Anybody with a certain degree of technological savvy will likely already be aware of the peer-to-peer file transfer system that is run through the BitTorrent protocol and is commonly referred to as torrenting.
For those not familiar with this term, it’s the way people download movies, games, audio files, all that sort of thing for free online. It’s controversial in that it seems to (or, more accurately, very much does) fly in the face of generally accepted copyright law but it’s also fast and convenient and free – benefits that outweigh the general legality issues associated with the concept for many individuals globally.
Anybody who’s heard of torrenting is likely also heard of the Pirate Bay. This is arguably the most popular torrenting search engine of recent years and is constantly waging a war with regulatory authorities – a war that, of late, it seems to have been struggling to maintain.
Anyway, chances are that far fewer people have heard of Peter Sunde.
He is the founder of the Pirate Bay and he has just announced a brand-new venture – what’s called Njalla. Njalla, which is a Sámi phrase used to refer to the concept of keeping out unwanted guests, is a domain registration service that allows for what is essentially a completely anonymous registration system.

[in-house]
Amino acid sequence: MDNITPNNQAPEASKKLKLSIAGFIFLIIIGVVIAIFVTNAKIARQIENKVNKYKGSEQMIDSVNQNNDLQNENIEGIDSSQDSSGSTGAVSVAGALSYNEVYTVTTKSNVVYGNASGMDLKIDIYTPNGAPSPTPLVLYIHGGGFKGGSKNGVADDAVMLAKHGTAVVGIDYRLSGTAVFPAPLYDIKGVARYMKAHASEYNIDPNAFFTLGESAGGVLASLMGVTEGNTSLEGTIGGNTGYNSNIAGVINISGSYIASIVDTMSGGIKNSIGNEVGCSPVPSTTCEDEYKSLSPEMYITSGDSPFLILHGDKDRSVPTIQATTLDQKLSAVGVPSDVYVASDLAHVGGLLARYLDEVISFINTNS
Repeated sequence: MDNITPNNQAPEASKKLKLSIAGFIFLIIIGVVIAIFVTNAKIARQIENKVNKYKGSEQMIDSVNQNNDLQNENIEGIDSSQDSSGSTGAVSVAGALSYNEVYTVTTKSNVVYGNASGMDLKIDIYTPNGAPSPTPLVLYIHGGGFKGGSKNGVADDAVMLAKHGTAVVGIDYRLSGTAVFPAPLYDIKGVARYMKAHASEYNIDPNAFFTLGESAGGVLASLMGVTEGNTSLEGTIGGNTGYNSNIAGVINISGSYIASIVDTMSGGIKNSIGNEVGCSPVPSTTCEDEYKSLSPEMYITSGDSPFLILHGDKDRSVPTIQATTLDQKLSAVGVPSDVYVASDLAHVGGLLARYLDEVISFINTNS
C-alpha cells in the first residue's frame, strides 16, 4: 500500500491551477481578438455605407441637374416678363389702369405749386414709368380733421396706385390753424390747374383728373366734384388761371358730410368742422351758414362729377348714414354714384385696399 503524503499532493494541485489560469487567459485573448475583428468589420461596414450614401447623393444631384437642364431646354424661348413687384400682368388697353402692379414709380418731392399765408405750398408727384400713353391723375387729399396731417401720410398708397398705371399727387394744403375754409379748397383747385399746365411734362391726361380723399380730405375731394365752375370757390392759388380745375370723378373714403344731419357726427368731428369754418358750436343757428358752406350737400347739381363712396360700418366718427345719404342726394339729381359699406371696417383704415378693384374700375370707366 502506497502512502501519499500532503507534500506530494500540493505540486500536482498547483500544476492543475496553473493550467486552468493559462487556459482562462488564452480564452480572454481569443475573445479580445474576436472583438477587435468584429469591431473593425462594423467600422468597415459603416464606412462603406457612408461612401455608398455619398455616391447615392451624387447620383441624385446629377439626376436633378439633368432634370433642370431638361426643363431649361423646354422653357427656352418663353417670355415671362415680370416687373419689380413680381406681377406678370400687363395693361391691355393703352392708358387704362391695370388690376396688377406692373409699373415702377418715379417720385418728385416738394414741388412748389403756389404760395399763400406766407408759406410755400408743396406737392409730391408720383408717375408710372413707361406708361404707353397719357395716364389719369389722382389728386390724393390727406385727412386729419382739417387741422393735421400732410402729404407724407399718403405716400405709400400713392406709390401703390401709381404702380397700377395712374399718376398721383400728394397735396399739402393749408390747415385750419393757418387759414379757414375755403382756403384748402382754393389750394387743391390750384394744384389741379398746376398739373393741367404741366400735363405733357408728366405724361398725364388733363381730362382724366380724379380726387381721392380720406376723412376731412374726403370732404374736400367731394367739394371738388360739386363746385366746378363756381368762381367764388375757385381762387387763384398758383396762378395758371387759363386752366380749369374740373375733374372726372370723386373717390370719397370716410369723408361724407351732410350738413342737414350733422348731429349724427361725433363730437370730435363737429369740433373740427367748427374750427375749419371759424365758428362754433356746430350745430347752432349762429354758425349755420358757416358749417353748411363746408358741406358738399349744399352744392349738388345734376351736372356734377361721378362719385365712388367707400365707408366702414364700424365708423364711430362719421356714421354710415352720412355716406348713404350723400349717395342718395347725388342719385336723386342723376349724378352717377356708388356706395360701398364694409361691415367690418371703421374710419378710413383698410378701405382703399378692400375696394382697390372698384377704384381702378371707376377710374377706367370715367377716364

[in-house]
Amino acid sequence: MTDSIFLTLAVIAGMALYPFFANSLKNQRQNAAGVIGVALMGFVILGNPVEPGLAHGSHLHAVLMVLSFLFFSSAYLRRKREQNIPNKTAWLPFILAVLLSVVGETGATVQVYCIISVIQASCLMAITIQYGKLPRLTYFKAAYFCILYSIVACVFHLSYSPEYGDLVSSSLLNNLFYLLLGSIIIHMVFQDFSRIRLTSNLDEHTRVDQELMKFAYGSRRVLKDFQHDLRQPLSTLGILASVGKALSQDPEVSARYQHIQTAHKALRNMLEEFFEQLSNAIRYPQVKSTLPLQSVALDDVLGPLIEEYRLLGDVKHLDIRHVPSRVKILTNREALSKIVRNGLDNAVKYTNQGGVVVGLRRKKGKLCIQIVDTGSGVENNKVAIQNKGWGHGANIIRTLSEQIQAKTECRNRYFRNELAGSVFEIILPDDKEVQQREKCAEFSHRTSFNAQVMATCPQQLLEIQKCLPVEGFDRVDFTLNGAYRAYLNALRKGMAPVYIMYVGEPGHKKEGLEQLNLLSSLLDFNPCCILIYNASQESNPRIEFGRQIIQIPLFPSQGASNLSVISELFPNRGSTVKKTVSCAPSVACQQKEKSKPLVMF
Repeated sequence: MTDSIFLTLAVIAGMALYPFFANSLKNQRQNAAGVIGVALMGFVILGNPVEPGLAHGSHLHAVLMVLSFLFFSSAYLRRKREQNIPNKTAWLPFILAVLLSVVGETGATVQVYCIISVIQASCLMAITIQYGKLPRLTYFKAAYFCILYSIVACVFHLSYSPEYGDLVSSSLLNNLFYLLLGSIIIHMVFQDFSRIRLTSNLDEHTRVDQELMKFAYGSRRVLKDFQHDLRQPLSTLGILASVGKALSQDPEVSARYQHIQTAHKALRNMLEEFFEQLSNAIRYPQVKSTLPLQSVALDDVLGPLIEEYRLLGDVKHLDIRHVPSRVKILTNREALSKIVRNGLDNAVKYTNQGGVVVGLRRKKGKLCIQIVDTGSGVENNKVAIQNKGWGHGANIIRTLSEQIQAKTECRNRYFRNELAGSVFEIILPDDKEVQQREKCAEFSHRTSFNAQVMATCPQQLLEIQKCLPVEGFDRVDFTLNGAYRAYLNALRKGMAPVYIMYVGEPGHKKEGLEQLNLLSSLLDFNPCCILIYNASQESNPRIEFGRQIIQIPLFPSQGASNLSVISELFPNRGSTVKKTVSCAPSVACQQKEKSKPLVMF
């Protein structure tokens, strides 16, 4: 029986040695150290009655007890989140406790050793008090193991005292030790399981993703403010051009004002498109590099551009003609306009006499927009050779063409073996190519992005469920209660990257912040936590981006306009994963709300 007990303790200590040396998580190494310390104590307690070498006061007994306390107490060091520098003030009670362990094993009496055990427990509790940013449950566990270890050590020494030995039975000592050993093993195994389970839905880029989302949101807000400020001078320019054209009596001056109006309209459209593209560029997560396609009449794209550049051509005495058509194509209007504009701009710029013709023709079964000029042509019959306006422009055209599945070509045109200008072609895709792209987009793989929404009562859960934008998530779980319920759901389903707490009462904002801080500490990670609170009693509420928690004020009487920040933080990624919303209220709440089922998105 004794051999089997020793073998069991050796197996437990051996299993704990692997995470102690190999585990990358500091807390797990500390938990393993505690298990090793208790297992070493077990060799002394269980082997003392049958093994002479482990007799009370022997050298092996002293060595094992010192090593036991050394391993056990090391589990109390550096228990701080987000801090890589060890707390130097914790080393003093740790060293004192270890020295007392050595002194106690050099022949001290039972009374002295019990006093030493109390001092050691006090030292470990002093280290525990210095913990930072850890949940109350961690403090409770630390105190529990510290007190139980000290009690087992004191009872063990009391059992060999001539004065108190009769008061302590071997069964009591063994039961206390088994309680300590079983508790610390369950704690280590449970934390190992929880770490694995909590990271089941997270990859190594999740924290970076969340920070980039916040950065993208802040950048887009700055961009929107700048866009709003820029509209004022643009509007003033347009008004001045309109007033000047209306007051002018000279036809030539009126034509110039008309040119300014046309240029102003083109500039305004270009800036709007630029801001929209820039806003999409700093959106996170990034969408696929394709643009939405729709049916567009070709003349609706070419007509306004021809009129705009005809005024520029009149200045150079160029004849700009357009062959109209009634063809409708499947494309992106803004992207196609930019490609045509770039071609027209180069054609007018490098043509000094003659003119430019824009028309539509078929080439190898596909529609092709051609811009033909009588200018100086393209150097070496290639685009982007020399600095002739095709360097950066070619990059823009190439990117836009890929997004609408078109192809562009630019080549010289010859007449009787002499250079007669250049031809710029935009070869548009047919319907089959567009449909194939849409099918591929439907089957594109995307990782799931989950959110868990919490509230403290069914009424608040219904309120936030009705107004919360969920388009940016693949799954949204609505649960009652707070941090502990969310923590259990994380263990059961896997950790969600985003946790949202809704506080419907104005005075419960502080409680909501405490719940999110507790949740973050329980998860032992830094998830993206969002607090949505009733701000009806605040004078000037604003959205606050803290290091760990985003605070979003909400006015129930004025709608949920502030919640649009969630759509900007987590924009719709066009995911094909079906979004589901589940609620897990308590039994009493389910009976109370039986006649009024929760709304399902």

Well, sort of.
The concept is pretty simple. When a user buys a domain from Njalla, it’s actually Njalla that is buying the domain on the user’s behalf. As a result, Njalla own the domain technically and – as such – serve as a sort of insulation layer between any outside operators and the person who is controlling the domain (i.e. the person who bought it through Njalla).
While Njalla owns the domain, therefore, the actual user is in control of it and the company reports that if at any point the controller decides to purchase the domain outright, then he or she can do so with no issues.
Privacy is an ongoing problem in the domain registration world and this latest move serves to give users an option that was previously unavailable. Some may be concerned about the ownership question, but these guys are coming to the space with something of a reputation already in place and this likely alleviates said concerns for many.
Image courtesy of Njalla.